New York Islanders Captain Doug Weight is one of the most famous American hockey players in the history of the NHL. The thirty-nine year old from Warren, Michigan began his playing career in 1991 with the New York Rangers. During the ’92 season he was traded to the Edmonton Oilers. Weight played for Edmonton for the next nine season. He also played for the Carolina Hurricanes, St. Louis Blue and Anaheim Ducks before he signed with the Islanders prior to the 2008 season.
During his long career, he has tallied 278 goals and 754 assists for a total of 1,032 points. He is a four time NHL All-star and was a member of the Silver medal winning USA team at the 2002 winter Olympics in Salt Lake City as well as the ’98 team.
Doug Weight is more than just a gifted hockey player, though. He is also a husband and a father.
I had the opportunity to pose some questions to Weight about the importance of family, patience and making sacrifices.
On juggling a family and a professional hockey career…
“You have to have a great wife first of all. You learn that life changes once you have kids. I’ve got to get my rest, get up, get them to school, get to practice and get all my stuff done before I get on the ice, so I can get back and be able to pick them up and share enough time in their lives.
You know, take them to their hockey practice or their soccer practice . Whether it’s reading a book or studying, making sure we have enough time as a family together is important. It is a challenge, having three kids now. We just bought a house, we’re renting a house, we’re trying to sell a house, so it becomes a pretty busy situation at times, but everyone goes through it and you often wonder what you used to do before you had children. But it’s doable, it’s fun and you need to have a great wife.”
On road trips and if he’s ever brought his family with him…
“It’s not baseball where you can go and be in a city for four or five days. There’s a couple trips where being on the east is a little bit easier. They’ll run down to Washington or Pittsburgh or obviously the (New York) Rangers and (New Jersey) Devils are doable. The kids can come down and watch us. But for the most part they’re pretty busy. They’re 11, 9 and 6 (years old) now and they’re in the times of their lives where we’re partial limo drivers. We’re driving them either to their friends house to study or to their sporting events. It’s hard being away, but in the same token, I’m pretty lucky to be on the east coast. I played about 13 or 14 years on the west coast, so it would be a much bigger challenge being over there. I can deal with it and we have some great help, people that can help us drive the kids a bit when I’m gone, but it’s always good to get home from a road trip.”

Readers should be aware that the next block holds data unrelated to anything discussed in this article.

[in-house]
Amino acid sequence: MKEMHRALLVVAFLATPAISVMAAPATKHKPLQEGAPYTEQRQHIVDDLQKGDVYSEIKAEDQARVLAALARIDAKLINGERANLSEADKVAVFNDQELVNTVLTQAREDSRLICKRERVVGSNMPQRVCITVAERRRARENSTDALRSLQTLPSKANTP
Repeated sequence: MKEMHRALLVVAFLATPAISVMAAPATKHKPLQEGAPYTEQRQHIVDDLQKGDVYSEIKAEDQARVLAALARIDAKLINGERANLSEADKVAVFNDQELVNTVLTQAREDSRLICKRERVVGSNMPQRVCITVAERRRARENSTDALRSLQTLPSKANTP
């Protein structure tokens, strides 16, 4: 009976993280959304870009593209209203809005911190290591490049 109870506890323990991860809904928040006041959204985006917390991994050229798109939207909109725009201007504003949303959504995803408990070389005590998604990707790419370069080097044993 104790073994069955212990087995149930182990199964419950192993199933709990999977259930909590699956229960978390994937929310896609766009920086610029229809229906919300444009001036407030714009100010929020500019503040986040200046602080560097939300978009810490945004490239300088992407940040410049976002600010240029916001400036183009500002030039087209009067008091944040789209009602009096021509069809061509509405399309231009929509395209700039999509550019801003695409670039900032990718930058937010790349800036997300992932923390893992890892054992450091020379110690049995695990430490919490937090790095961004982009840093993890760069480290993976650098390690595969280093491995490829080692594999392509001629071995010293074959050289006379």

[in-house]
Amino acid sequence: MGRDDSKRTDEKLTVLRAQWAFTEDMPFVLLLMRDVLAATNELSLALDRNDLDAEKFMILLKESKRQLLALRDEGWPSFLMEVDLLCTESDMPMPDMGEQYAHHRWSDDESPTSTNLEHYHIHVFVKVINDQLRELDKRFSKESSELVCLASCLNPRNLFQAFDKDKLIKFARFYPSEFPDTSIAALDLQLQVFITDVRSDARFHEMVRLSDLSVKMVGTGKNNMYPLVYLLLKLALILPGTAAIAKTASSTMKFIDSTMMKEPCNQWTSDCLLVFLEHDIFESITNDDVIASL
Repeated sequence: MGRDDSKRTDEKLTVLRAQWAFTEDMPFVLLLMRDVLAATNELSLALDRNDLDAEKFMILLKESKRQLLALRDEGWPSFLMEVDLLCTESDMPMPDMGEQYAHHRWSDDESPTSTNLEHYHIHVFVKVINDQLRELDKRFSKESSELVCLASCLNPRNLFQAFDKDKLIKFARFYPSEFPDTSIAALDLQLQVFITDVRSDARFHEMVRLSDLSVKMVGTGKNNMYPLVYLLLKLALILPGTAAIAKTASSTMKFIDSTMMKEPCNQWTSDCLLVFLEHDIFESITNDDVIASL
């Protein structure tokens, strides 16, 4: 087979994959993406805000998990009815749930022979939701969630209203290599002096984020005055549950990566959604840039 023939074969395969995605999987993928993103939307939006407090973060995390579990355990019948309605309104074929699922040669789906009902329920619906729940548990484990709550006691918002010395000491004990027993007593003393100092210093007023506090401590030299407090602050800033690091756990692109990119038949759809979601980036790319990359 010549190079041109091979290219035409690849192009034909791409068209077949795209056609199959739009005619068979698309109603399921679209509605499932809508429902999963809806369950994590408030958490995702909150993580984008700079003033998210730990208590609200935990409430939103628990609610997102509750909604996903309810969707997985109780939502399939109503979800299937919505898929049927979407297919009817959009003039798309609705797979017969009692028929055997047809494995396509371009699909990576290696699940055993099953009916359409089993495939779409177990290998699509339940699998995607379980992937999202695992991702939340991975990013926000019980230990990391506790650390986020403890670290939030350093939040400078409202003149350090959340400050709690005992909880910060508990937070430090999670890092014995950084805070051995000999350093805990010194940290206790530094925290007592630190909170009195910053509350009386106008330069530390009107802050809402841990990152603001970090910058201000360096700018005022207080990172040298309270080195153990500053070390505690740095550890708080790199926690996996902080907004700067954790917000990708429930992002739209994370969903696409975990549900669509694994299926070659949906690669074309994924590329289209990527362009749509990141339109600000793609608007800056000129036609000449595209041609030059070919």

On the struggles he faced as a child playing hockey…
“I think being in Detroit, we were in the city, so I wasn’t able to leave the house too much. It wasn’t a great neighborhood where we grew up. I really didn’t have a struggle, I didn’t know any better. My dad coached three or four teams each year. He’d come right from work and we’d leave and we’d be at the rink from 4-9, probably four or five days a week. So, I’d skate with all his teams, including mine. I’d demonstrate the drills and I’d do my homework in the car. And that’s just how I grew up.
I think the struggles of certain sports, hockey being one, it isn’t a school sport. I think you kind of get alienated a little bit as far as you’re missing a little bit of social time and maybe a dance here or there. Kids hanging out on the weekends when I’m going to a tournament and there’s no one else from my school involved in that sport. So you missed a little bit and sacrificed quite a bit on that part but it was all worth it and really to this day my greatest friends are from the game of hockey so looking back in hindsight, it’s a blessing.”